Thoughts on Cuba and Other StuffYes, I'm really too busy to blog, and this is not the post I was going to post. But when I'm too busy go toss off thoughts at an unsuspecting (and uncaring)Blogosphere, I use other people's thoughts. First, here are some thoughts on Cuba from Nat Hentoff, and them some that are more succinct from Michael Ramirez. I love the way he can portray such strong emotion in just two hands. The man can draw!
New Pulitzer prize-winning columnist Eugene Robinson of the Washington Post, who has made 10 reporting trips to Cuba, writes (April 14) that the Congressional Black Caucus delegation was either naive or disingenuous "not to notice ... or acknowledge that Cuba is hardly the paradise of racial harmony and equality it pretends to be."
If these Black Caucus members — so lauded by Fidel for being accompanied by King's "aura" — had asked him and Raul for permission to look around Cuba on their own, they would have
heard considerable evidence from Afro-Cubans about their lower status in Michael Moore's paradise. However, adds Eugene Robinson, "maybe they were too busy looking into Fidel's eyes."
And I was going to comment on the fact that Earth Day is on Lenin's birthday. But that's been taken care of at People's Cube.
Meanwhile, at the Free Press, there are the usual calls for more government intervention to "help the poor".
Personal finances are not traditionally the purview of public officials. But in these tough times, government certainly has an interest in helping constituents protect their assets and create financially stable households. The life savings of many New Orleans residents were washed away during Hurricane Katrina. In some cities, a cash economy has become a public safety problem, with people becoming "walking ATMs" on days when pay or government checks are issued.Thomas Sowell sees through the sloppy thinking of the Free Press and everyone else who wants more government intervention in order to force check cashing offices out of business while also forcing banks to give loans to people whether or not they can pay them back.
That's why the National League of Cities and the Cities for Financial Empowerment Coalition are working with many of their members, including Detroit, to ensure that consumers are financially literate and that banks offer deposit, payment, credit and electronic products that meet the needs of the unbanked. The league's "Bank on Cities" campaign includes education and outreach efforts that partner with local banks.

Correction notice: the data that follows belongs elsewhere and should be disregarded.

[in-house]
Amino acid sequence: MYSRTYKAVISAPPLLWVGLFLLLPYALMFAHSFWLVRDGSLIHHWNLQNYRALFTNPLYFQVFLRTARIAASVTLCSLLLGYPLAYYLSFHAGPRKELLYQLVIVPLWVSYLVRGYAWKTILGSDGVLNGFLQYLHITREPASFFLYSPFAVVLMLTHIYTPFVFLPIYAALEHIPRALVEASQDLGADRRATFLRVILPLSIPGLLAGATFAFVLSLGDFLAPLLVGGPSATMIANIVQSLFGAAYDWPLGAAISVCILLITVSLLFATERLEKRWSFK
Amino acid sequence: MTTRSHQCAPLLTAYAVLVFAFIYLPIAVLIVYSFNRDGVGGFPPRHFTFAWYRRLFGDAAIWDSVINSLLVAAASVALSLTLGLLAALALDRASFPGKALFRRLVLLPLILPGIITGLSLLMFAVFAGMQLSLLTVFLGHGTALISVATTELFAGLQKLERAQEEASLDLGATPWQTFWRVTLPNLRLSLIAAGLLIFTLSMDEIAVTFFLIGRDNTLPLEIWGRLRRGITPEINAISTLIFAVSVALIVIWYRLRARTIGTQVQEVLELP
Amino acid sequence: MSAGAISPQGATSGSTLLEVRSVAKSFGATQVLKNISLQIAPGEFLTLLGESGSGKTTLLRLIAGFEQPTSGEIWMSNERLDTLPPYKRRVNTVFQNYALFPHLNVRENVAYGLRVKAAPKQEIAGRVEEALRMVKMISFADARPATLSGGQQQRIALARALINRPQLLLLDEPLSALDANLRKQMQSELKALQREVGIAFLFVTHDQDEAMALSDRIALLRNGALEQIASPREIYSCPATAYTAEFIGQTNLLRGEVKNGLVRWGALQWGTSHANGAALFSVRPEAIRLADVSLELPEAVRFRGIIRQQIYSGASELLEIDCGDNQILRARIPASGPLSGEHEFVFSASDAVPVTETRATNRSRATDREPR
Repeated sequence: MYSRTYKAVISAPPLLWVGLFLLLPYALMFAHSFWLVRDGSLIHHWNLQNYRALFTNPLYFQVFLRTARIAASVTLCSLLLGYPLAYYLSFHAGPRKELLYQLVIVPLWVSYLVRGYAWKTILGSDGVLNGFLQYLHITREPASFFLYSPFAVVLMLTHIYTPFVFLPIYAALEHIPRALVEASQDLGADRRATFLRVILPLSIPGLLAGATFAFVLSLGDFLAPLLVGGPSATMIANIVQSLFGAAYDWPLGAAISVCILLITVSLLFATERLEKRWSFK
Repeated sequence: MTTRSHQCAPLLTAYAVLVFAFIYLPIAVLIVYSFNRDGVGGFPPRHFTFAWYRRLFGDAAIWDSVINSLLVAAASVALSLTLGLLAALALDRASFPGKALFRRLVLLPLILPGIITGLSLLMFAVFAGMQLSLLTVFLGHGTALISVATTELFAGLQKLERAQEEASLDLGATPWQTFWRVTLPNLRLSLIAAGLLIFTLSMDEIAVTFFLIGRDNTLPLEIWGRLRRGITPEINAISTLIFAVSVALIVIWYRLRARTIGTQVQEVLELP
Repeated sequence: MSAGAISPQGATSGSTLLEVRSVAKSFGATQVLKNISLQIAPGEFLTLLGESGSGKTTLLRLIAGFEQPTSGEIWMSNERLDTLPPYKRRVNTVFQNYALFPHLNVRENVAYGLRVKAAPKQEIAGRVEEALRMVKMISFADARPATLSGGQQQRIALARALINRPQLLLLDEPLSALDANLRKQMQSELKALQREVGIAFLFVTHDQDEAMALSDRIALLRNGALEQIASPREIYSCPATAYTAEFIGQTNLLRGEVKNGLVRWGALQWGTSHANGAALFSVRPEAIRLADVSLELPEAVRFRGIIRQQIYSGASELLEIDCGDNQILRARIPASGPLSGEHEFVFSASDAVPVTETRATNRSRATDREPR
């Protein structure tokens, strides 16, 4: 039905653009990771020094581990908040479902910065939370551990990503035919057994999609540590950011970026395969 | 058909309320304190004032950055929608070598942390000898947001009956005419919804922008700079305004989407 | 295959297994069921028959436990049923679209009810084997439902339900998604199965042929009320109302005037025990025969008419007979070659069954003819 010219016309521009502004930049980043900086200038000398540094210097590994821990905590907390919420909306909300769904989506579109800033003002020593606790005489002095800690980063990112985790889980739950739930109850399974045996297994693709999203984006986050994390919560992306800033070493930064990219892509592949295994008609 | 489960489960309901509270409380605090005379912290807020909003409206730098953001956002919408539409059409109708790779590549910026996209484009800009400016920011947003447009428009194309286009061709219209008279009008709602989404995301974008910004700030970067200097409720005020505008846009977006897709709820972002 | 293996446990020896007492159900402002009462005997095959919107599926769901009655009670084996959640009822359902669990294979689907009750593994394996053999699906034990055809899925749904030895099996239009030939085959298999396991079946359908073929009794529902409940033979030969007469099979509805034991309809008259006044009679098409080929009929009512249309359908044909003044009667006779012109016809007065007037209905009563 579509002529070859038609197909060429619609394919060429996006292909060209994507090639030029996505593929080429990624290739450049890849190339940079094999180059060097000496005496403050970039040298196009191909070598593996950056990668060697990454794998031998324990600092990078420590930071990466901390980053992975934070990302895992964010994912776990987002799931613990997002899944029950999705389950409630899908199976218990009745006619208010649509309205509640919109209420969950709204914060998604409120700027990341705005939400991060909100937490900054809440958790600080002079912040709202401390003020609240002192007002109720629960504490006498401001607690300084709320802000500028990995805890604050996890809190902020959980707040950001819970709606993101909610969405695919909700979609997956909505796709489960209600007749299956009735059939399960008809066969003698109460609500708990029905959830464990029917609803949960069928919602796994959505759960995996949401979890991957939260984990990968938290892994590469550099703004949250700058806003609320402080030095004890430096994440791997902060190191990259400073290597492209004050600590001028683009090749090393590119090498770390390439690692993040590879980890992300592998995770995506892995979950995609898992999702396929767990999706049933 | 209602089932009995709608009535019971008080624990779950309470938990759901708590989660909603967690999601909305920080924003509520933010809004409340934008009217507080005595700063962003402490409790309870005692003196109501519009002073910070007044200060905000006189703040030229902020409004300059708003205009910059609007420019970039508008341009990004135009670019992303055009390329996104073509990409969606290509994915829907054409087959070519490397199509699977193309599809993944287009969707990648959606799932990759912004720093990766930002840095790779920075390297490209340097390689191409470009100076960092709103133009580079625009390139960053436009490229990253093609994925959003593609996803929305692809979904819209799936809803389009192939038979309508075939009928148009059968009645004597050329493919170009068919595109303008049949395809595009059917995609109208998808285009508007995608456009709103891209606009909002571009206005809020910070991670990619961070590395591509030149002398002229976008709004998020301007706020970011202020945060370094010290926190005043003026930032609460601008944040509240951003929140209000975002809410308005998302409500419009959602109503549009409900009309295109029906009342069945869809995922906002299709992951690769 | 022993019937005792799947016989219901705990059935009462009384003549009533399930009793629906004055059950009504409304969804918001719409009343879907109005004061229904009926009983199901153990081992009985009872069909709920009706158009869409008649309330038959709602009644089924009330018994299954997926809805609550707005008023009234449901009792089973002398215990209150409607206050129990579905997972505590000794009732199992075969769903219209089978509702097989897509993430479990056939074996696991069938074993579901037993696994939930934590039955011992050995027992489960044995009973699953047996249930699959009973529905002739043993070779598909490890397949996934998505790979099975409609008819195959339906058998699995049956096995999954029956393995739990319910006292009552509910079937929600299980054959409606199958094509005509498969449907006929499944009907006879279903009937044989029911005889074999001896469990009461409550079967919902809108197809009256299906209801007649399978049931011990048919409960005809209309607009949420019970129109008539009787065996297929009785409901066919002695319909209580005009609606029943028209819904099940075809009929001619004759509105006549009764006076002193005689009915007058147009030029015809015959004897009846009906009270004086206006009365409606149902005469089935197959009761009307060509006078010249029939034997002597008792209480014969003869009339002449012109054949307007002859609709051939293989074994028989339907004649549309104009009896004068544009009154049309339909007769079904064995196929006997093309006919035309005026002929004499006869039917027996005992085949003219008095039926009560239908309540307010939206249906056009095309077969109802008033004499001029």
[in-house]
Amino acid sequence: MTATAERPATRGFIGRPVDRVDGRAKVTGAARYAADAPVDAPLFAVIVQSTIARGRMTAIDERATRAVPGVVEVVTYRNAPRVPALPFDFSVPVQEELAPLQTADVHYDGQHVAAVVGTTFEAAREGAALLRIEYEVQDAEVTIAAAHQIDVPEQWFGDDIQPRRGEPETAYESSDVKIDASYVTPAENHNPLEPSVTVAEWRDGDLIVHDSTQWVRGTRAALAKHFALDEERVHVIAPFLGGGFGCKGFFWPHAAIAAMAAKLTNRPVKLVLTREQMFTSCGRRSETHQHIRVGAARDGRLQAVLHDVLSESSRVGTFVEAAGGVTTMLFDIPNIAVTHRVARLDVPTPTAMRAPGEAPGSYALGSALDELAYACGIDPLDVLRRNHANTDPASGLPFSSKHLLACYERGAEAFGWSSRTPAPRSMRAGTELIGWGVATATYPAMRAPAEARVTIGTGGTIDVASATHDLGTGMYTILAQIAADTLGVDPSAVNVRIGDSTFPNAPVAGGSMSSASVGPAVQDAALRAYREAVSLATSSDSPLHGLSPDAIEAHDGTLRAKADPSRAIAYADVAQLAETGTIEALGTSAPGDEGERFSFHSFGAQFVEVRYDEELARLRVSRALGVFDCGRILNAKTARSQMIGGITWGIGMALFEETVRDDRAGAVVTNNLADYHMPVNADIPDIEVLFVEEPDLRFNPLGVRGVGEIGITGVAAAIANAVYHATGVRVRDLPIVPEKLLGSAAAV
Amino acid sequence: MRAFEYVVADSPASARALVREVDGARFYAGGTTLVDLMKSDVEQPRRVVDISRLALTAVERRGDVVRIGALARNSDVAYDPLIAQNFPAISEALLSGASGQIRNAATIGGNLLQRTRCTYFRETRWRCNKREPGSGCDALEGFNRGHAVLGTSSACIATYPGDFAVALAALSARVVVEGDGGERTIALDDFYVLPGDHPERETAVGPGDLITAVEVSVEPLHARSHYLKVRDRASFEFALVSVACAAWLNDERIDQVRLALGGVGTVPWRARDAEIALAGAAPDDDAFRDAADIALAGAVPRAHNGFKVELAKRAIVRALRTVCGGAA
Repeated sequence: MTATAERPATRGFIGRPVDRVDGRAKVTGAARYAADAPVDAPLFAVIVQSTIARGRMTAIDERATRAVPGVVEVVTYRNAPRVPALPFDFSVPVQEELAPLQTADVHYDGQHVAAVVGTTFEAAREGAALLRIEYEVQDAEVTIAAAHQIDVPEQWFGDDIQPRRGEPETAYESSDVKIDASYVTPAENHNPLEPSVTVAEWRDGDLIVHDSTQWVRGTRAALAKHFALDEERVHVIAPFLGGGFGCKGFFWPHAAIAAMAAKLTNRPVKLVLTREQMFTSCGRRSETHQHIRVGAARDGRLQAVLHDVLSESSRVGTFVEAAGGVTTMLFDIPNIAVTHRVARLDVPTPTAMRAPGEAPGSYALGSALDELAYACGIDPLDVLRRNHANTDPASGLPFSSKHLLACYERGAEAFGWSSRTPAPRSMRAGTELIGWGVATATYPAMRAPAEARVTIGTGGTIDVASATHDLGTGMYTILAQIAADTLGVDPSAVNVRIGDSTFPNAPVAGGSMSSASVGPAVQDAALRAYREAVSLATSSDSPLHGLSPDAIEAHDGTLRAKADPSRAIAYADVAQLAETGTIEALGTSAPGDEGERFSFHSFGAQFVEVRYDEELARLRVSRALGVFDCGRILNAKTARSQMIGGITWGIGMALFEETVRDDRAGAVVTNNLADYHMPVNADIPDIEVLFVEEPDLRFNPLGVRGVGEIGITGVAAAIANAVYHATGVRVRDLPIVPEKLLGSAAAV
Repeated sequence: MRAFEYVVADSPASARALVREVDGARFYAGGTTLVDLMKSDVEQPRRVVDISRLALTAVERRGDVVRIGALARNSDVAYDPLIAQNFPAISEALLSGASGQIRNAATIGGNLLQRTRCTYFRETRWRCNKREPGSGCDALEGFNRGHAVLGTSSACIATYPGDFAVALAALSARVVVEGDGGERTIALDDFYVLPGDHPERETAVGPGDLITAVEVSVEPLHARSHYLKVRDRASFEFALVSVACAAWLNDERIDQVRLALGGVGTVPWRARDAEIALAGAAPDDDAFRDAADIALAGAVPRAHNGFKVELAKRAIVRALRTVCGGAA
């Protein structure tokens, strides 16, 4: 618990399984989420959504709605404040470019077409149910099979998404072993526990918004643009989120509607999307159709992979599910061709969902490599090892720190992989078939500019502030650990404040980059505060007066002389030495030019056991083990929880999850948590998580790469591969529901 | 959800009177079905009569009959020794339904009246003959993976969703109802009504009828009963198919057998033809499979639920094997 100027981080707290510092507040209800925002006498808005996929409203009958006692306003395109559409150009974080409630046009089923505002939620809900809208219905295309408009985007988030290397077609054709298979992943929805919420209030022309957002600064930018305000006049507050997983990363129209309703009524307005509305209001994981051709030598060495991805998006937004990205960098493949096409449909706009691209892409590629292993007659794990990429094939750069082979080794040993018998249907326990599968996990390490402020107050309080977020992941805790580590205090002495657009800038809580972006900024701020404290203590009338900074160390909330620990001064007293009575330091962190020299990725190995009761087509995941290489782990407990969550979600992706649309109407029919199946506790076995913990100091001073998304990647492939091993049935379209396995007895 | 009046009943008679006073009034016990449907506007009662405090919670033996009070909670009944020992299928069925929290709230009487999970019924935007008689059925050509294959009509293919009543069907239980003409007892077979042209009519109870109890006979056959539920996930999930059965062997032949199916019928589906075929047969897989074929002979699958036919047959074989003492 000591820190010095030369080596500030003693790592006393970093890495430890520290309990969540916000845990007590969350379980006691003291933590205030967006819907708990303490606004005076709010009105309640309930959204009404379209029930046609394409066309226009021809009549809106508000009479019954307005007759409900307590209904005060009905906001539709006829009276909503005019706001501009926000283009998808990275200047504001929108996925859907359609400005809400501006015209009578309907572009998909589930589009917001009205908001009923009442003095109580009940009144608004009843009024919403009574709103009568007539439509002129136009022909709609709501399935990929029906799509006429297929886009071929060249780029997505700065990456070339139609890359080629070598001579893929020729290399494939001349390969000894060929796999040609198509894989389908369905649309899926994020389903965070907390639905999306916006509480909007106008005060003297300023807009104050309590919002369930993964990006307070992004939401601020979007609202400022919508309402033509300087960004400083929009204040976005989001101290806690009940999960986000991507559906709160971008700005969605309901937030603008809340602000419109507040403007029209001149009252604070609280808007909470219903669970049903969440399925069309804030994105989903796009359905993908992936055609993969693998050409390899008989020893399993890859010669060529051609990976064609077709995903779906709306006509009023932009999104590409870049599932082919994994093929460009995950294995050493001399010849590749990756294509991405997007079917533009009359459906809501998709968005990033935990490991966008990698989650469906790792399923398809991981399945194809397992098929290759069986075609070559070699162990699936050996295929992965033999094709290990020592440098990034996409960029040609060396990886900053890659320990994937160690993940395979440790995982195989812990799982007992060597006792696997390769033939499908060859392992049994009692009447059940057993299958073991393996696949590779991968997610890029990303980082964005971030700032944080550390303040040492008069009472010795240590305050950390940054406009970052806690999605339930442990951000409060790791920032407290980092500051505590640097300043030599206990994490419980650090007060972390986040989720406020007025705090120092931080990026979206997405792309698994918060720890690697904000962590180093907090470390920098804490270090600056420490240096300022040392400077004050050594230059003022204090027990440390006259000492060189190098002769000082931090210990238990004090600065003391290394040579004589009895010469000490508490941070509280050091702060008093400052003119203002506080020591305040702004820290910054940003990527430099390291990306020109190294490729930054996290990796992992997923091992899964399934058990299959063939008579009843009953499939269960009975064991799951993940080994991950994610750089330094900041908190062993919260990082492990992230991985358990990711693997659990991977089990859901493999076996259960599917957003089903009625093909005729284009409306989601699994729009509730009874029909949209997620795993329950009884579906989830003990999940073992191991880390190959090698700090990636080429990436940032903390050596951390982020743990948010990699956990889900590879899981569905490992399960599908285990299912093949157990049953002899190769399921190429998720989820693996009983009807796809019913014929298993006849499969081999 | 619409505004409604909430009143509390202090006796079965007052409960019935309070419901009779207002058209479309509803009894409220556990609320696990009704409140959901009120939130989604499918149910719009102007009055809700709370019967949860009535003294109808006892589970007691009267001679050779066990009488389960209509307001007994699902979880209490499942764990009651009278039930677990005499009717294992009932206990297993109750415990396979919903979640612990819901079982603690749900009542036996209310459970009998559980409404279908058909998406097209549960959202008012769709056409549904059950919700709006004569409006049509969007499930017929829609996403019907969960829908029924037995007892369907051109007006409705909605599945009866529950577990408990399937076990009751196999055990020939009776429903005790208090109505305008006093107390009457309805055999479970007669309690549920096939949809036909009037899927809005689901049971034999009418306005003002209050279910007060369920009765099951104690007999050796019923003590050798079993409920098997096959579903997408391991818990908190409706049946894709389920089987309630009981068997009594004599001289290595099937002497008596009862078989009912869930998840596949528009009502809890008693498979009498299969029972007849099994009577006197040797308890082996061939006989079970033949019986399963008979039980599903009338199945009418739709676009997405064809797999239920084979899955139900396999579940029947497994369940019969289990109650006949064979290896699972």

Words are not the only things that enable political rhetoric to magically transform reality. Numbers can be used just as creatively — and many voters are even more gullible about statistics than they are about words, apparently because statistics seem more objective.
The latest congressional crusade is to clamp down on small finance companies that provide “payday loans” and check-cashing services in many low-income neighborhoods, where there are few banks.
A common practice in making small loans of a few hundred dollars for a few weeks is to charge about $15 per hundred dollars lent. Politicians, the media, community activists, and miscellaneous other busybodies are able to transform these numbers into annual percentage charges of several hundred percent, thereby creating moral melodramas and demands that the government “do something” about such “abuses.”
Of course, these loans are seldom borrowed for a year. They are often loans for a couple of weeks or less, to meet some difficulty of the moment, suffered by people who live from payday to payday, whether they are being paid by a job or are receiving checks from Social Security, unemployment compensation, or welfare.
The alternative to getting a payday loan may be having the electricity cut off or not having money to buy some medication. It is worse to borrow from illegal loan sharks, who have their own methods of collecting.
While $15 per hundred dollars may sound like a high rate of interest, it is not all interest. The finance company incurs costs just to process a loan, and these costs are a higher proportion of the total cost for a small loan than for a large loan.
When Oregon imposed a limit of 36 percent annual interest on what a finance company could charge, that meant charging less than $1.50 for a $100 loan for a couple of weeks. A dollar and a half would probably not even cover the cost of processing the loan, much less the risks of default.
Not surprisingly, most of the small finance companies making payday loans in Oregon went out of business. But there are no statistics on how many low-income people turned to loan sharks, or had their electricity cut off, or had to do without their medicine.
This is just one of the many ways in which self-righteous busybodies leave havoc in their wake while going away feeling noble.